Authors and poets

Proverbs

A collection of books containing Afghan proverbs.

Afghan proverbs are generally simple, concrete, and traditional saying. They usually express a perceived truth based on common sense or experience. Some proverbs are categorised by the events occurred in real life or based on imagination facts that temporarily create objects, peoples and ideas without any immediate input of the senses.

Afghan proverbs primarily exist in two officially recognised languages. Unrecognised or anonymous proverbs exist in more than two languages because people borrow them from foreign or regional languages similar to Afghan languages.

References

  1. ^ a b Pillalamarri, Akhilesh. "Afghanistan's Persian Linguistic Identity". thediplomat.com.
  2. ^ a b c Widmark, Anders. "The View from Within: An Introduction to New Afghan Literature". Words Without Borders.
  3. ^ "What Languages Are Spoken In Afghanistan?". WorldAtlas. 25 April 2017.
  4. ^ "Afghanistan Literature". Afghanistan's Web Site. 9 May 1984. Retrieved 7 July 2020.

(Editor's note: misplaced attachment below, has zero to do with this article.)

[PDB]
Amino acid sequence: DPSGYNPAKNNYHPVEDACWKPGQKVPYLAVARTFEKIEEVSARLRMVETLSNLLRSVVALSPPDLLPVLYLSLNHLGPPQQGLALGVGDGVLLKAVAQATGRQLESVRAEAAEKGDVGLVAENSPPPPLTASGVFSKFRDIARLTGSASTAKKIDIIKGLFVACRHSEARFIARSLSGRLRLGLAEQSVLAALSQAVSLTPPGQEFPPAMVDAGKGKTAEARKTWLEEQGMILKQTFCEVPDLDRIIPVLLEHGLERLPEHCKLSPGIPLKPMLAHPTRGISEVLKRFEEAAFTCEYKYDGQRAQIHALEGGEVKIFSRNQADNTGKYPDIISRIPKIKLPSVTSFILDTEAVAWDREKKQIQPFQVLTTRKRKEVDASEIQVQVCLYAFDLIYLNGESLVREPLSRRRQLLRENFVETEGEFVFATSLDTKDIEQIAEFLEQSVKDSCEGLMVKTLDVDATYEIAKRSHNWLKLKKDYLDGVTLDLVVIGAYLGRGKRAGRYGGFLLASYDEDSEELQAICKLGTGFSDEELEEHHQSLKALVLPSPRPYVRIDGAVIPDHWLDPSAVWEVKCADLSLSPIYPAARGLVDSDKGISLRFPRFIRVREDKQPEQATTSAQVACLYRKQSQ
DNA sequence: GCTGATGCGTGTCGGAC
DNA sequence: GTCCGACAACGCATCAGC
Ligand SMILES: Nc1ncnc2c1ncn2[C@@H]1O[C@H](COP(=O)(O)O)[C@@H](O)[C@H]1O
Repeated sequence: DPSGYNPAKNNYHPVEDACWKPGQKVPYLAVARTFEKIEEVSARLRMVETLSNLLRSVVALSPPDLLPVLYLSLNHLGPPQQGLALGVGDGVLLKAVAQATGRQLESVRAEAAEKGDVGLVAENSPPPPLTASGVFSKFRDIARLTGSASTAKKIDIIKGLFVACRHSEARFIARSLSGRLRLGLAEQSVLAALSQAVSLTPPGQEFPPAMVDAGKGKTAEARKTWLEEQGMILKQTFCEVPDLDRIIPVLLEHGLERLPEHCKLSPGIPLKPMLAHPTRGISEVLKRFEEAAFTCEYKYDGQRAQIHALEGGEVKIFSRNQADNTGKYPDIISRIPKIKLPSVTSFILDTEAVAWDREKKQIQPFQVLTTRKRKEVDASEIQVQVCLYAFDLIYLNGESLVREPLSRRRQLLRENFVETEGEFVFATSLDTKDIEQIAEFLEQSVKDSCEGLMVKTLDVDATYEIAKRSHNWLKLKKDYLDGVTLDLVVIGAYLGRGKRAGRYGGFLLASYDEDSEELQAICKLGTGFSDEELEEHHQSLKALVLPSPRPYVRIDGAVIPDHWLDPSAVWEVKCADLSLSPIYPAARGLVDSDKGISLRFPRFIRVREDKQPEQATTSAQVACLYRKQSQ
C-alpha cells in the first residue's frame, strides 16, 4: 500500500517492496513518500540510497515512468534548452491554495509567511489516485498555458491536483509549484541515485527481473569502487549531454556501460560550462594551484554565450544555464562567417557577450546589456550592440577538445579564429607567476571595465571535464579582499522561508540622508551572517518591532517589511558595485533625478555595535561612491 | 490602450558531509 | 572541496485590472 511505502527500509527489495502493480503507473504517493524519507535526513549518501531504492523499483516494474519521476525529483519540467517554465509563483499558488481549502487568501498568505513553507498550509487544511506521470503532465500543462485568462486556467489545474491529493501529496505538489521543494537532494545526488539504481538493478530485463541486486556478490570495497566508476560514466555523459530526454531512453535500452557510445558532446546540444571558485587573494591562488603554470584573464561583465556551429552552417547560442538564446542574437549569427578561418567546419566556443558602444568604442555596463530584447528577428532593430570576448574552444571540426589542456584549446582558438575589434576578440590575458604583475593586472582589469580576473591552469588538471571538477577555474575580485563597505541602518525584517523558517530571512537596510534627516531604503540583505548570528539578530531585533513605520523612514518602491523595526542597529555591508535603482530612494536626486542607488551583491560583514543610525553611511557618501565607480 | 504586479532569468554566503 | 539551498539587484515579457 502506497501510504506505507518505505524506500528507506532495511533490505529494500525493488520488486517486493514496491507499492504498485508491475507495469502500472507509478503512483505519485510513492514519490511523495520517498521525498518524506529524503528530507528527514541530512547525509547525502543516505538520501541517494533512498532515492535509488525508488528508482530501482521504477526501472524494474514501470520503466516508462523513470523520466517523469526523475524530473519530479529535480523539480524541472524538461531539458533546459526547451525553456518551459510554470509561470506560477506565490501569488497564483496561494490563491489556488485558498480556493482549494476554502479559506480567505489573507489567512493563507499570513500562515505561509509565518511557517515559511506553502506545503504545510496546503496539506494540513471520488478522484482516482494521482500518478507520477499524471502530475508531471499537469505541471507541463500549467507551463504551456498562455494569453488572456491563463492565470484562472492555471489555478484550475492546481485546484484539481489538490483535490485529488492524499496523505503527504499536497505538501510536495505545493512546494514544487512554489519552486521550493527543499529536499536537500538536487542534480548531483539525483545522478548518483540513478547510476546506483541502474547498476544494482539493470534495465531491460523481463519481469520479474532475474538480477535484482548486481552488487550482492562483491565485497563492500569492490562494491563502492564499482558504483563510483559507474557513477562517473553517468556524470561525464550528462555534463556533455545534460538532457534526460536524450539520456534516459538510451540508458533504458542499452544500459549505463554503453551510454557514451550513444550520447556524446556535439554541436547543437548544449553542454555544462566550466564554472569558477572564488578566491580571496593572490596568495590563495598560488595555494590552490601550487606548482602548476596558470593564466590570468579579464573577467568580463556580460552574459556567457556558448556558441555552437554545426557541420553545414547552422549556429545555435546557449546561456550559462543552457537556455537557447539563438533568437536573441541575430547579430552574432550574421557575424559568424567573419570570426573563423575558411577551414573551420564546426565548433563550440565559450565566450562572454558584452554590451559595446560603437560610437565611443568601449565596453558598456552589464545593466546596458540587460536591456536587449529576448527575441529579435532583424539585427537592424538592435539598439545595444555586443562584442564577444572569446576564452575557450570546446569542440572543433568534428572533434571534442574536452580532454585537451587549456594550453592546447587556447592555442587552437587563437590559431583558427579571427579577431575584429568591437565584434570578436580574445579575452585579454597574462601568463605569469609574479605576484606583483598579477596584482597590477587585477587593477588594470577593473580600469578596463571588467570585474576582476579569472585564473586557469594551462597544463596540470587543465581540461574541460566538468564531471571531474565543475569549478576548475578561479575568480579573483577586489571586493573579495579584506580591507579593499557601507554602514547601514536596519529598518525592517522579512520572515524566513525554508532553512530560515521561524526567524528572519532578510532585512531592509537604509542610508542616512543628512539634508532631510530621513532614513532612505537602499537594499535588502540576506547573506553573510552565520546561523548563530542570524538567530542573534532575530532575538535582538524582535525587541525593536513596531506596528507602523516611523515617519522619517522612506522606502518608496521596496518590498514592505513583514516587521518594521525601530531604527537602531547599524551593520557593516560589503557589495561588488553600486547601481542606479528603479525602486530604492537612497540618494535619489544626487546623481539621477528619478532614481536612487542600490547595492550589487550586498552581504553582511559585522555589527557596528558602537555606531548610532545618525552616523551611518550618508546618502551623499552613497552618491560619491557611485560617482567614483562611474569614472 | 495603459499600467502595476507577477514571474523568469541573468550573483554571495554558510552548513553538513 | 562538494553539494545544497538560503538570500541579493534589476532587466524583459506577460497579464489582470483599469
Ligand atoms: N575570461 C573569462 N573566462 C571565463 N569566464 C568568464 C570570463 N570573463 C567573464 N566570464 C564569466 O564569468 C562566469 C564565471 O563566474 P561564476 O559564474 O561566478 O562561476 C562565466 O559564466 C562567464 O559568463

5. ^ "Afghanistan – The arts and cultural institutions". Encyclopedia Britannica.
  6. ^ "ARTS AND CULTURE - English". English. 31 December 2016. Archived from the original on 20 August 2020. Retrieved 8 December 2021.
  7. ^ "Afghanistan: The emergence of modern Afghan literature". 4 May 2005. Archived from the original on 4 May 2005.
  8. ^ "FEATURE: In Western Afghanistan, an ancient love of poetry thrives again". UN News. 5 October 2017. Retrieved 7 July 2020.
  9. ^ Mashal, Mujib (25 October 2019). "In a Quiet Corner, an Old Afghan Poet Polishes 'the Heart's Mirror'". The New York Times.
  10. ^ "Ancient Afghan Poetry Form Adapts to Tell Story of Modern Life and Conflict". Pulitzer Center. 19 June 2013.

Further reading

  • Rasul, Nadia (11 June 2012). "Taliban Poetry: Yes, They Write Poems, and They're Surprisingly Diverse". The Atlantic. Retrieved 8 December 2021.